You are defined by your nature, so make your peace with that and life will be easier for you. That is the sentiment offered in voiceover by India at the start of Park’s mesmerising new film. She is a wild child of nature. Brought up by her father to hunt animals with a rifle, she runs free in the grounds of the house and is on the cusp of adulthood, just beginning to discover her power – psychologically and sexually. She claims to hear and see details in the world that other people cannot, and the sound department excel themselves in portraying this with amplified wind, insects, bodily sounds and even a squelching pencil sharpener into sensual soundscapes.

Since birth, India has received a pair of identically-styled shoes for her birthday, gradually marking her progress to womanhood. Suspend your disbelief for she appears not to know who gave them to her, these shoeboxes wrapped in yellow ribbon and hidden for her to find in an outdoor treasure hunt each year. And this female is a hunter, make no mistake about that. For her 18th birthday she receives, not shoes, but an old metal key – substantial and with looped metal fob, pregnant with mystery as to which lock it will fit. There are echoes of the Bluebeard myth here – the pursuit of a young female by a predatory man.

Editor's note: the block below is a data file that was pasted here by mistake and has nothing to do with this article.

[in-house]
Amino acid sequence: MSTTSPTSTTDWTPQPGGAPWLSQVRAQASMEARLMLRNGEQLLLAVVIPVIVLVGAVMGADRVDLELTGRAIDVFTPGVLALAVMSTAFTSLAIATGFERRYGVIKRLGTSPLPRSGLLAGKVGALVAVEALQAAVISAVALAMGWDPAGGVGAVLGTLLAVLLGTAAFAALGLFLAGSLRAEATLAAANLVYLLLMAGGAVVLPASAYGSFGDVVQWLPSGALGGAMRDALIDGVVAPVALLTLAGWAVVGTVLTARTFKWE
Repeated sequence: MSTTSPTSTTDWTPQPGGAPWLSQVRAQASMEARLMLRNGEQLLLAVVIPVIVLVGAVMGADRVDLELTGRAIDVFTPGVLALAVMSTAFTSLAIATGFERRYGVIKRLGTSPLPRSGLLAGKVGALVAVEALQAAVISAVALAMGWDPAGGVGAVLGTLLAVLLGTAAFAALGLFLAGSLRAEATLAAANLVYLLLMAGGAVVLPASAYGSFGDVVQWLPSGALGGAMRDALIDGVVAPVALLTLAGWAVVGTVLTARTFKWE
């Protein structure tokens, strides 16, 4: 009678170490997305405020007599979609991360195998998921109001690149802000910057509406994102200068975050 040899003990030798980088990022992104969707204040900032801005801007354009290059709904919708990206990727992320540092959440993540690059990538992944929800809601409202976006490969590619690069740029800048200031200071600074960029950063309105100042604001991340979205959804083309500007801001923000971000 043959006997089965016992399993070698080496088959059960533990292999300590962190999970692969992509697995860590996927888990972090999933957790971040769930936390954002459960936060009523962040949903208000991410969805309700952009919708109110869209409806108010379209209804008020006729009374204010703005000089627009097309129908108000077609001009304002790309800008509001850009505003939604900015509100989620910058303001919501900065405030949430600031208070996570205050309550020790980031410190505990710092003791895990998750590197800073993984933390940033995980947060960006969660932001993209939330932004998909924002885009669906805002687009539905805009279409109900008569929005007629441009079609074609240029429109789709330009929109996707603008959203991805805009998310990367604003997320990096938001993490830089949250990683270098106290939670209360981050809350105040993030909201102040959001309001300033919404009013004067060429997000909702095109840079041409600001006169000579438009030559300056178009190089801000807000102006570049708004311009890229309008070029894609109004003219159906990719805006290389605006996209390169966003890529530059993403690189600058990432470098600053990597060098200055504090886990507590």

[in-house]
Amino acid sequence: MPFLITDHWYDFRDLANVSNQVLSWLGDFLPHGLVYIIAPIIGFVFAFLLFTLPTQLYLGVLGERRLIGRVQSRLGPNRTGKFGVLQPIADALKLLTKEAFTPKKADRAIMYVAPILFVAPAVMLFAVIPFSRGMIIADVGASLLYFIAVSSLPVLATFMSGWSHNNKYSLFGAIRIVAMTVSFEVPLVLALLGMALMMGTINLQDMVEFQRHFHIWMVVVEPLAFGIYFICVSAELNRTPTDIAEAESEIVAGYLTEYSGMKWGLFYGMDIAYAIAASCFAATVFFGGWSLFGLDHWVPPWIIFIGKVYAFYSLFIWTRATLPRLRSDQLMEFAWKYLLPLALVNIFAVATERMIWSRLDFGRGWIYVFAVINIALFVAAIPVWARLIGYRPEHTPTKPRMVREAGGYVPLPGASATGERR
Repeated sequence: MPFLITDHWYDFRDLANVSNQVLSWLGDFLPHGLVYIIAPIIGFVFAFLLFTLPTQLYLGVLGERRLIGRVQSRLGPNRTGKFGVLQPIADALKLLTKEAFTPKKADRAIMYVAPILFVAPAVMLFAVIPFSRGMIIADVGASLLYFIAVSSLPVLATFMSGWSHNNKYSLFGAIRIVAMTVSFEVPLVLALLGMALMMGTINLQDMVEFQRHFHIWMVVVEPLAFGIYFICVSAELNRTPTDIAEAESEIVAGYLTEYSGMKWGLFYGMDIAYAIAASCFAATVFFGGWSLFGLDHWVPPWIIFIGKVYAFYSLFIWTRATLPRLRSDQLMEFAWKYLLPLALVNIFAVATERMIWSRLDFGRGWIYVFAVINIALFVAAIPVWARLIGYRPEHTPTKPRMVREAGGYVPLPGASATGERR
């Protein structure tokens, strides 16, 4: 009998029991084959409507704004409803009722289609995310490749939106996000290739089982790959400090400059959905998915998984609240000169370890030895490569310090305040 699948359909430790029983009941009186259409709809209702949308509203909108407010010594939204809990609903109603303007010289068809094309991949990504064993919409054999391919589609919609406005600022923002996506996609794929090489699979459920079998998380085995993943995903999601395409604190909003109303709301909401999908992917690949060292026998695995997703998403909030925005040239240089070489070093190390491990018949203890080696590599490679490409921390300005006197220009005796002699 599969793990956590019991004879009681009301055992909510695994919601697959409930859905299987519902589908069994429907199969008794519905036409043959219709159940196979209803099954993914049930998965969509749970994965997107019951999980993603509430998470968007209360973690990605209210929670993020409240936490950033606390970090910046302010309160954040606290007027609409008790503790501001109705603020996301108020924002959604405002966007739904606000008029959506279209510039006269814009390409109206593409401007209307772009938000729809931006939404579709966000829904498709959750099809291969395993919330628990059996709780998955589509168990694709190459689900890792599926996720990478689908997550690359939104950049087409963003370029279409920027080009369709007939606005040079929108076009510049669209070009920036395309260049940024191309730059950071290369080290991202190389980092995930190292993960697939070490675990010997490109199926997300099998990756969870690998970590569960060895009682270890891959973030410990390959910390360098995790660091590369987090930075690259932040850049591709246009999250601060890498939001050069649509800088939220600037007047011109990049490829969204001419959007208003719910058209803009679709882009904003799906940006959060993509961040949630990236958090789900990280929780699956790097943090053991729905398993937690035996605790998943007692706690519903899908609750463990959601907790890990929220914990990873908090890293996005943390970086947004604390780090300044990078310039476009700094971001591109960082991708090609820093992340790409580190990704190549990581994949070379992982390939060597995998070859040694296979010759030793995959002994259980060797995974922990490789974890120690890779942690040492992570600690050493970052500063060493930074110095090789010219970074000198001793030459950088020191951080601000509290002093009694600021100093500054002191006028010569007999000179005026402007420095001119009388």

Matthew Goode is hypnotic as Charlie. An inhuman, robotic man with a hint of menace beneath that still exterior. He is a nightmare of preppy perfection; his clothing neat and pressed, his skin a flawless tan colour. He cooks refined meals for India and her mother, espouses on the qualities of wine (“The young wine is not ready to be drunk. It has too many tannins”), but never touches food or drink himself. His eyes gleam at India, producing in her a fearful eroticism. He offers her wine from his glass and she drinks in deeply, but warily. The tension is brought to a crescendo as he joins her at the family piano, playing a rolling bass accompaniment to her high-pitched treble, his hands brushing hers, their obvious synchronicity hinting at something similar in both of them. He’s a character born of Hitchcock, as is this hyper-real world Park has created.

The visual style is glossy, even a little oppressive, but it matches the story well. Chung-hoon Chung, Park’s long-time cinematographer, renders interiors in rich, dark tones; day exteriors in bright, almost celestial light and nights in high-contrast moonlight. The tilt-and-shift split focus in close-ups is quite all-encompassing, drawing the viewer into India’s private world.

If IMDb is correct, this is the first writing credit for Wentworth Miller, star of the TV series Prison Break. It’s an incredible debut.

I love Stoker and was absolutely taken with the sense of forbidding mystery in which it is steeped. It is a film rich in the symbolism of old European folk tales about coming of age, unbound natural forces and the power they endow; a story to be held up against Guillermo del Toro’s Pan’s Labyrinth for representing the feminine archetype – with a twist. Things are not what they seem.

Late film review – Flight

Contrary to expectations, Flight is less a film about a plane crash, but more about a man forced to confront his alcohol and drug addiction.